According to the state of Georgia’s tourism website, “Sapelo is a state-managed barrier island, the fourth largest in the chain of coastal Georgia islands between the Savannah and St. Marys rivers.” The island is accessible only by ferry.
After the Civil War, former slaves bought large parcels of land on Sapelo, establishing five distinct communities: Hog Hammock, Raccoon Bluff, Shell Hammock, Belle Marsh and Lumber Landing. Hog Hammock is the last community of Gullah (aka Geechee) people left on Sapelo. It’s where one of the subjects in new WORLD Channel documentary “Sapelo,” septuagenarian Cornelia Bailey, and her husband Frank (née Julius) Bailey live and hope that the community does not die when they do.
Most of the action in “Sapelo,” however, focuses on Cornelia and Frank’s adoptive sons, 11-year-old JerMarkest Bailey, known commonly as Marcus, and 10-year-old Johnathan Bailey, following them on their regular adventures in crabbing, fishing, riding horses, and hunting alligators together. They are shuttled to the mainland to stay with their biological mother at times.
What Cornelia wants more than anything is for the community to endure and to thrive. The boys symbolize a hope that they will do so. She states at one point, “The selfish part of me wants them to stay because I want them to keep my community going.” Cornelia sees the boys as the next generation of Sapelo. For a number of reasons hinted at in “Sapelo,” it doesn’t quite seem likely they will be.
Sapelo resident Tracy Walker appears, and informs the audience that there used to be roughly 60 children in Hog Hammock but now there are only five, with the Baileys having three of them. Many more leave Hog Hammock than remain, or return. It also isn’t encouraging to hear what the eldest brother, 14-year-old J.J. Bailey, has to say. Also adopted by Cornelia and Frank, he appears briefly. Shown playing a video game, he declares that he mainly stays inside because there is “really nothing to do” on the island.
That Cornelia appears to be the only one with a vision of what the community can be and with ideas of how to get there, is also a problem. Walker also states that there’s “No one just like Cornelia” in terms of doing what is necessary to keep the community alive and thriving. She seems to be waging this battle alone.” For example, Cornelia tries to establish an economic base by growing peas but there doesn’t seem to be enough people dedicated to the labor let alone any other aspect of the project for it to truly bear fruit.
Sapelo shows that new houses are going up in the dirt-road filled community but they are being put up by outsiders. Cornelia accusingly declares that it’s “my own people” who are the “culprits” for the decline of the community because they sell property to “outsiders.” There isn’t information as to who the outsiders are or how they change the community exactly. We don’t see what, if anything, is being done to keep the people of Hog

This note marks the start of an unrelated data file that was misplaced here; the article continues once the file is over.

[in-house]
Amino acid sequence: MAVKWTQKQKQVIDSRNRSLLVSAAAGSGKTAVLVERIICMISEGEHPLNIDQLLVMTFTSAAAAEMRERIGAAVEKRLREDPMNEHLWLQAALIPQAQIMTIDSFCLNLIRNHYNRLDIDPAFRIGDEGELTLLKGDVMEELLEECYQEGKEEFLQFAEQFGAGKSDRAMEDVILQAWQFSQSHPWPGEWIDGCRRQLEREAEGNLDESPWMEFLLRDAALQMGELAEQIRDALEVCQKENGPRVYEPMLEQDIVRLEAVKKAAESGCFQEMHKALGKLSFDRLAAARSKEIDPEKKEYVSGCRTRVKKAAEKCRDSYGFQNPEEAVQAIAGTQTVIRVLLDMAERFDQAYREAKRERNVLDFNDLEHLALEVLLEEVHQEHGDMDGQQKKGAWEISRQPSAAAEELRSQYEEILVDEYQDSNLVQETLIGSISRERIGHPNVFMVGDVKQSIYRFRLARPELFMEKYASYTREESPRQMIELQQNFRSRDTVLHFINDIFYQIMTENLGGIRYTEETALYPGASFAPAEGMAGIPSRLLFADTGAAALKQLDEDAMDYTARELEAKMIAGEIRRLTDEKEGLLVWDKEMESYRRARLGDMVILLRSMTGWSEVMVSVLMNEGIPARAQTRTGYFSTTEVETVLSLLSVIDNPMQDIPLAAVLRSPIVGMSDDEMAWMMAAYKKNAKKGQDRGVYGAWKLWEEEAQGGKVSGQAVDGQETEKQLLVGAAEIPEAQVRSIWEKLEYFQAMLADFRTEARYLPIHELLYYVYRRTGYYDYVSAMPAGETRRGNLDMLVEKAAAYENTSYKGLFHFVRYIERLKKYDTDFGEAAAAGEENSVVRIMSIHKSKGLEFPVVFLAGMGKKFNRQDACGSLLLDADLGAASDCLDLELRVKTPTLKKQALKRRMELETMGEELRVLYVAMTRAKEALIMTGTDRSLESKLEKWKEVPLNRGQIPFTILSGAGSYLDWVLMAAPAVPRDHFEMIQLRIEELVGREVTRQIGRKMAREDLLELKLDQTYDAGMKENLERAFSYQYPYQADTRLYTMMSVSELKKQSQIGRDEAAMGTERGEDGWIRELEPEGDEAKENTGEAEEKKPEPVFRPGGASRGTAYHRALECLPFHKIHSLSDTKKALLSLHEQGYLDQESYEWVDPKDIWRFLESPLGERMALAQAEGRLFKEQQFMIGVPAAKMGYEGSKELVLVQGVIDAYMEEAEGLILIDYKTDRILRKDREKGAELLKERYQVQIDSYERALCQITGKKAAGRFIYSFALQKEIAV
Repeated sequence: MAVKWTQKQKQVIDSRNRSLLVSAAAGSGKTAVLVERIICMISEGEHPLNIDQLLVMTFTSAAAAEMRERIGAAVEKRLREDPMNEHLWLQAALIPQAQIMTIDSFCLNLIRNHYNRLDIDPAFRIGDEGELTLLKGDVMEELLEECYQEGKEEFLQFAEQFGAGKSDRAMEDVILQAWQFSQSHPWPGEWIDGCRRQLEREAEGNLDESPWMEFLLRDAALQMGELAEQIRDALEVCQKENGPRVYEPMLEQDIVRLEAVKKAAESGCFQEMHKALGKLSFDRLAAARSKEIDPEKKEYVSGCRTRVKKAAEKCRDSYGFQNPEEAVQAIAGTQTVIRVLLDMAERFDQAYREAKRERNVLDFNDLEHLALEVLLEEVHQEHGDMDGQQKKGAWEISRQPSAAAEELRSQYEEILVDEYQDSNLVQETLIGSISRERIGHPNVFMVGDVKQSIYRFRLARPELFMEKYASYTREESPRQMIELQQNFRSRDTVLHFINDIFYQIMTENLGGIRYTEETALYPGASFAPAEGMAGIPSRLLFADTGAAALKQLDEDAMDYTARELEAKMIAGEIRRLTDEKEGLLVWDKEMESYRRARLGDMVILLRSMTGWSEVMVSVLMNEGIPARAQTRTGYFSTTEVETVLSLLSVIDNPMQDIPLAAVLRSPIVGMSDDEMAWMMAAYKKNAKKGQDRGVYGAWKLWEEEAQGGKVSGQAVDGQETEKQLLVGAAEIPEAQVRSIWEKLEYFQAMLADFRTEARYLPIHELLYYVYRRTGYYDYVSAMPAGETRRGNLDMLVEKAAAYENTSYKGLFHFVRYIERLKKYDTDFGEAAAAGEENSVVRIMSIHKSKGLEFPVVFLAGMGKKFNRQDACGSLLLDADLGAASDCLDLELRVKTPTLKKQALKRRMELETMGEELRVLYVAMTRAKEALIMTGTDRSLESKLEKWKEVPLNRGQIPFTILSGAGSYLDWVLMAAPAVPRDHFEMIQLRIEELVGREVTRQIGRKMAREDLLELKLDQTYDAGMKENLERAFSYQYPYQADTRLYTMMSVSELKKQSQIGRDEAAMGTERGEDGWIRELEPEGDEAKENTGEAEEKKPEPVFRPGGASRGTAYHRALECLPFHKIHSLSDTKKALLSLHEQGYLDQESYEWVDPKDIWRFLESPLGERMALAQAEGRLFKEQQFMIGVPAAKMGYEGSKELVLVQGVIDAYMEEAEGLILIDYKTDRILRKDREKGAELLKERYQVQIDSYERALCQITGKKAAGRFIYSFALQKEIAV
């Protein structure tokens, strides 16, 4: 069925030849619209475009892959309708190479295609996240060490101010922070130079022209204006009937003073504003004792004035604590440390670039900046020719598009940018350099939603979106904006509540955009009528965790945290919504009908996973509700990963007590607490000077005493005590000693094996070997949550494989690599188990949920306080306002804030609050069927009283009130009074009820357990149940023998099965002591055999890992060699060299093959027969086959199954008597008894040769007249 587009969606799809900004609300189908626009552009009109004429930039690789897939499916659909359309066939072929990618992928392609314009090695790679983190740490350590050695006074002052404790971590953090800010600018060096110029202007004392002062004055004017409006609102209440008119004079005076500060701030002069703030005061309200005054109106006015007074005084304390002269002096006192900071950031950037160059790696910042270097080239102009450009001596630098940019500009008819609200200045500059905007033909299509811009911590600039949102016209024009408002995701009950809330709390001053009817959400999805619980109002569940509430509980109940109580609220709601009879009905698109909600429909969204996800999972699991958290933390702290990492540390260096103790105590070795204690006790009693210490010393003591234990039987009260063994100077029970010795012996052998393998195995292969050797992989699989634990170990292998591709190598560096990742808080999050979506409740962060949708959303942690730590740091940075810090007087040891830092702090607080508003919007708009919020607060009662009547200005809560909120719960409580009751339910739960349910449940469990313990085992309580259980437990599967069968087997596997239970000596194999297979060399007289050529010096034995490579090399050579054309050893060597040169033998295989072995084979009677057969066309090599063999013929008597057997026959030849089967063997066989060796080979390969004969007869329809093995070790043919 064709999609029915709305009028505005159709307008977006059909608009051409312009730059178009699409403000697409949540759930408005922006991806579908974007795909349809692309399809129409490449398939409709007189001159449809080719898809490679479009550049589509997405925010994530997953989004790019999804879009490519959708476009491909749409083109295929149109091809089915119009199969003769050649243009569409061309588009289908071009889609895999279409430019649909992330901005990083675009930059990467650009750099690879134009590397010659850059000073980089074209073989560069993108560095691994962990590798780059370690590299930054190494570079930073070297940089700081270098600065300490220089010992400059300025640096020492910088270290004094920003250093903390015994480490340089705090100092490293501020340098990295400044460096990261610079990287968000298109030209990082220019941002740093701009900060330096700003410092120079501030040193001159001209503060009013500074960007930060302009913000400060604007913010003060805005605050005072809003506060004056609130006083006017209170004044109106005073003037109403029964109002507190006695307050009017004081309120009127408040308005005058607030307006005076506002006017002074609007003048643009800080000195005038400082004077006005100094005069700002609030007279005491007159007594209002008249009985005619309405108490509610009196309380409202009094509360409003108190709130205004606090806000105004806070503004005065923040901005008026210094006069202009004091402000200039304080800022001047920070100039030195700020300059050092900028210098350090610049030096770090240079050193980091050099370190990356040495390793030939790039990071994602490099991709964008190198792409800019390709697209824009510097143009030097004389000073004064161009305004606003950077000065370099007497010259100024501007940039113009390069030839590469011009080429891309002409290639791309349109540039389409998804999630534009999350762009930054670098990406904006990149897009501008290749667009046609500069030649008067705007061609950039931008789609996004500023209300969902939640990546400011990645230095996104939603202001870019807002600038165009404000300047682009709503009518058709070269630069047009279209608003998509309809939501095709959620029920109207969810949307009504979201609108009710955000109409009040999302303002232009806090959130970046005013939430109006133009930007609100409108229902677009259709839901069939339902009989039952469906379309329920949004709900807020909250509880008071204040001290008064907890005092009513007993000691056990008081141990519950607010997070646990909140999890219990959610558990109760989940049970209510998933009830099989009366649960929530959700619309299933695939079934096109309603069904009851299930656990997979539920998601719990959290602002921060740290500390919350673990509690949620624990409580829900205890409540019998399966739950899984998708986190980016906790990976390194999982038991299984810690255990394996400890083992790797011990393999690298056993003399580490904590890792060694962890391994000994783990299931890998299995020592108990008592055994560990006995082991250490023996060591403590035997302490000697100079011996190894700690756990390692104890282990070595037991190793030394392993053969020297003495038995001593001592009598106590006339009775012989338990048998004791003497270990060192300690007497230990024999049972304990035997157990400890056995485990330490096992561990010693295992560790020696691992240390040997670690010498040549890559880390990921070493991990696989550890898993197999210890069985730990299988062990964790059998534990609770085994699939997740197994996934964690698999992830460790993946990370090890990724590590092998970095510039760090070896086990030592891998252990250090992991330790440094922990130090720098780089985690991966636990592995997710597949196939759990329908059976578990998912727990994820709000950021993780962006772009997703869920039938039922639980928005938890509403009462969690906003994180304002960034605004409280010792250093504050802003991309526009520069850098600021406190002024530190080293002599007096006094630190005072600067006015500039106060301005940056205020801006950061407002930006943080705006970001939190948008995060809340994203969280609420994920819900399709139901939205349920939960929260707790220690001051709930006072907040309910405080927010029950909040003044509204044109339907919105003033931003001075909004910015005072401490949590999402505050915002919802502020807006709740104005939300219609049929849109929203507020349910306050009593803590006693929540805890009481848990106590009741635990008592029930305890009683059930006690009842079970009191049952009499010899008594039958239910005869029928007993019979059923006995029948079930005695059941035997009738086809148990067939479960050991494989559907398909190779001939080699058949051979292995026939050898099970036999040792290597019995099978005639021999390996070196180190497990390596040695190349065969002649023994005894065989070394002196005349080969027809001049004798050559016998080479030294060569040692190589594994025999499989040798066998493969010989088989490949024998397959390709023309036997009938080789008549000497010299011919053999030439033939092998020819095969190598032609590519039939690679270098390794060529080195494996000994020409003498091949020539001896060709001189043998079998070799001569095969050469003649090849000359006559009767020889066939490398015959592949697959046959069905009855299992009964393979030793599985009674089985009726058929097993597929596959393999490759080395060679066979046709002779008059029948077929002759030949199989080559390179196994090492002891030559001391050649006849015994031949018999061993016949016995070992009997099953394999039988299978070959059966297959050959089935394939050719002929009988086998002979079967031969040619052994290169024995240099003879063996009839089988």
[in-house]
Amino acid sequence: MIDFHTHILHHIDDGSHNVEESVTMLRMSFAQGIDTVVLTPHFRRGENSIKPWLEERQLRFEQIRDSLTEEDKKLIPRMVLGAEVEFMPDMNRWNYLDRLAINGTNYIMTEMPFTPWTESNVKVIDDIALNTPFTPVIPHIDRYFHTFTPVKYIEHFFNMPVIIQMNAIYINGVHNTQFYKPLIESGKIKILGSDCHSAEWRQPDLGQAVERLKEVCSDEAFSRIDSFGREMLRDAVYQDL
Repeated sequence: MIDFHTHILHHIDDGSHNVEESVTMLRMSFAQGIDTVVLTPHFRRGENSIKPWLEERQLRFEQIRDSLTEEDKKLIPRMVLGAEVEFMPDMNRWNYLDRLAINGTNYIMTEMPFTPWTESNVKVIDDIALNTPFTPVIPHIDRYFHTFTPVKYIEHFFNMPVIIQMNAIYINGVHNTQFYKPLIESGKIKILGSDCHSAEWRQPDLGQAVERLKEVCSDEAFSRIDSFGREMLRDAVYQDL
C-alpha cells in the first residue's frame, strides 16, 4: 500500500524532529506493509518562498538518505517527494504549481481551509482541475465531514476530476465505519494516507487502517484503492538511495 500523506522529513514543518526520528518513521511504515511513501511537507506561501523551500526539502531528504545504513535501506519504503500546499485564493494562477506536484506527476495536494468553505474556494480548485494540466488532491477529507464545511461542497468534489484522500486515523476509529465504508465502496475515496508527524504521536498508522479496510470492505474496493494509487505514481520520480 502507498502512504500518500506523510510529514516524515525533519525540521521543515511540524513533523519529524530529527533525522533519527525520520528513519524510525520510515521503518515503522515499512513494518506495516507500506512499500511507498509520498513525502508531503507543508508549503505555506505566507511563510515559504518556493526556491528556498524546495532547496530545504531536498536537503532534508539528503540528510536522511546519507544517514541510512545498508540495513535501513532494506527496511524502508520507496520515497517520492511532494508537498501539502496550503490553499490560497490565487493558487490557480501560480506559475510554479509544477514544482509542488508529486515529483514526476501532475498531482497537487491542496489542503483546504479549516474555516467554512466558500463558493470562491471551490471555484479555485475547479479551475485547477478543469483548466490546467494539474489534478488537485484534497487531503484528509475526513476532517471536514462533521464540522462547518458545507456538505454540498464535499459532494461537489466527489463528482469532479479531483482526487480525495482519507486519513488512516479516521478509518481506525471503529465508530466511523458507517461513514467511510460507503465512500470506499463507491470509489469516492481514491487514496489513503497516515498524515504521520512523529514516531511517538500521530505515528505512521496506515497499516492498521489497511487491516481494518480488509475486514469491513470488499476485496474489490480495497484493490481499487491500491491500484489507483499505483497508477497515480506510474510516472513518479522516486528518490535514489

Hammock from selling off more of the property.
The more the audience gets to know Marcus and Johnathan, the more daunting Cornelia’s goal looks. As Cornelia describes the two boys, “they are hell on two wheels.” Marcus addresses his boredom by breaking and entering houses. During the filming, he and Johnathan are sent to stay with their mother, Janetta, and her girlfriend in Brunswick, Georgia when they become too much for Cornelia and Frank to deal with. Janetta was also adopted by Cornelia, when she was just a year old. None of the boys have a relationship with their fathers.
Johnathan is then sent somewhere else briefly before returning to Hog Hammock. Ultimately Marcus ends up first wearing an ankle bracelet, then being sent far away to juvenile detention. It’s obvious that Cornelia and Frank don’t have the resources to address the issues the boys have, much as they wish to. “Meeting with teachers, and counselors, and psychologists, and psychiatrists when you’re in your 70s can be taxing,” stated Bailey wearily. A tragedy that befalls her during filming makes it even less likely that her dream will come true.
The question is, is this a community on the precipice of reinvigorating itself or is it a dying community? Will the boys eventually straighten out and then have what it takes to breathe vitality into Hog Hammock and maybe the rest of Sapelo? By the end of “Sapelo,” none of this is clear.
There are three stories in “Sapelo”—one about the young boys’ lives, one about Sapelo, and one about how the boys’ lives intersect with the fate of the island town. On their own, each story is intriguing and promising, but none is complete in “Sapelo.”
“Sapelo” premieres on Thursday, April 7, as part of the acclaimed documentary series “America ReFramed.”